I was a different person post-peach; a few molecules of fructose had changed my personality. Like all right thinking people, I despise the sneery, triumphalist drive of the scientists to prove we are 'only' brain chemistry, but sometimes one can't help feeling they may have a point. Or perhaps God is in peaches and absent from protein.

    But it's the devil who is in peaches, if eating peaches make you feel good and question God. We need a scientific study done now, to find which fruits contains God, and which Satan. Then we'll all know precisely which diet we ought to be on.

    Eliot wrote:

    I grow old … I grow old …
    I shall wear the bottoms of my trousers rolled.

    Shall I part my hair behind? Do I dare to eat a peach?
    I shall wear white flannel trousers, and walk upon the beach.
    I have heard the mermaids singing, each to each.

    I do not think that they will sing to me.


    Oh yes, psychotropics amuck.

    Yours,
    Rus

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  8. Back to the oats then, it is a bloody wonder food.
    I've discovered that if you steep the stuff overnight it gets rid of the gritty chalky feel from them. While the frozen food section of the local super' will have raspberries &co. Nuke them before passing them through a riddle. This method has the added plus of not needing to boil into submission, as it cooks in jig time. While the berries can be changed each morning. Oh, and use bottled rather than tap, whatever is in the tap stunts the overnight process somehow.
    I have the oddest feeling that this is how brewing was discovered.

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  9. Quite, Vince, I've been missing my McCann's steel cut.

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  10. i can attest to the divine provenance of a good peachy ass, anyway.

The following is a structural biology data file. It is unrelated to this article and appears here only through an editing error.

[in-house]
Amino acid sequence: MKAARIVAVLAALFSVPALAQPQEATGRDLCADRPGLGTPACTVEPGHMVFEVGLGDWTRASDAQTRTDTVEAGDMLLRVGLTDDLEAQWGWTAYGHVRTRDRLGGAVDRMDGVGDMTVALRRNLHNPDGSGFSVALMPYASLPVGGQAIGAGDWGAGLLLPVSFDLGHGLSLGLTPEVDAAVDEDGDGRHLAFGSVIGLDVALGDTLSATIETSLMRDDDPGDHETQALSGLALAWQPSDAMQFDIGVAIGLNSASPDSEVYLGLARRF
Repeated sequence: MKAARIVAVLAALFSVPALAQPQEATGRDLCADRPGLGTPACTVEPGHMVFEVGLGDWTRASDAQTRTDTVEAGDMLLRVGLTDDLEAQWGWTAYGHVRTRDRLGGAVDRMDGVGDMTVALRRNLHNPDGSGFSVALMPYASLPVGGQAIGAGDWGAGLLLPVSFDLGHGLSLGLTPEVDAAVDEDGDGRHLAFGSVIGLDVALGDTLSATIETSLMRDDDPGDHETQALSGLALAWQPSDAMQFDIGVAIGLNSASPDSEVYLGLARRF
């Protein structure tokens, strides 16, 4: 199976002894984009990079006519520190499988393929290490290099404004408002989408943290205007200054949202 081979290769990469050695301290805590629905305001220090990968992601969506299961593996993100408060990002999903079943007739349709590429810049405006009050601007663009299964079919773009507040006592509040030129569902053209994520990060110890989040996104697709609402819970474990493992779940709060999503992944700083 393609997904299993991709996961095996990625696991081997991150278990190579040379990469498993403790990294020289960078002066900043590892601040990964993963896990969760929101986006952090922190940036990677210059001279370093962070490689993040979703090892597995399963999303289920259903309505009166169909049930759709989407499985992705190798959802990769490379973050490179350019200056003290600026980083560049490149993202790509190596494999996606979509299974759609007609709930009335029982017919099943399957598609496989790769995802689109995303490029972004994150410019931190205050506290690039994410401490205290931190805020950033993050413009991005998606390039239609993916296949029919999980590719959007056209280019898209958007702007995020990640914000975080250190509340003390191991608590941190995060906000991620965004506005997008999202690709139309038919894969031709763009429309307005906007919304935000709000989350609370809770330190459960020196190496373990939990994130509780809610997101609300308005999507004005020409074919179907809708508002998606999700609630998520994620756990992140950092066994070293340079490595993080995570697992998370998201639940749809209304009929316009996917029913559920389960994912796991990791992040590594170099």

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  11. where does a man get his peach this time of year? You must eat with the seasons, Mr. A, I don't want you wrecking our planet unnecessarily.

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  12. Yum: My daughter and I just discovered a most delicious way to enjoy our peaches: Grilled, then served with honey. We are not only Carbohydrate Central here in the U.S., we are also Barbecue Grill Central in the summer.

    By the way, carbs enhance serotonin. My favored diet (and I'm not getting fat on it) is loads of sourdough pretzels and a pound or two of fresh fruit every day. Two types of simple sugars, basically, and I'm happy most of the time.

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  13. The tired effect only lasts about 3 to 5 days after you start Atkins, then you get back to your normal self. In fact, I think you're more mentally alert once the initial effects wear off, as you are no longer up and down w/ the sugar and it's incumbent crashes. I always go through Atkins after the holidays to get back in shape and I always dread those first few days, but man it really works. I'm doing a bodybuilding diet now in which you are essentially on Atkins all week long but on the weekends you carb up w/ low fat high carb foods. So all weekend long its sugary breakfast cereals(w/ skim milk) and angel food cake....awesome.

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  14. Ditto Max Thrax. The initial tiredness is just your body coming down from its glucose addiction. I lost 35 lbs on Atkins last year.

    Americans are transfixed on carbs. I blame big ag, and their cronys in the FDA with their food pyramid. As I pointed out in your other post, we are naturally carnivores, not grazers.

    But battles about food are never logical or rational. There is something mystical and religious about people's attachment to grains. Americans still worship their agricultural past, even though a tiny minority of people still make their living on farms. Turning your back on bread is almost sacriligious.

    The good thing, contrary to conventional wisdom, is that beer has very few carbs. The yeast eats the carbs when it produces the alcohol.

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  15. Hi Bryan,

    I just read this poem, and thought of this topic:

    Fried Beauty

    Yours,
    Rus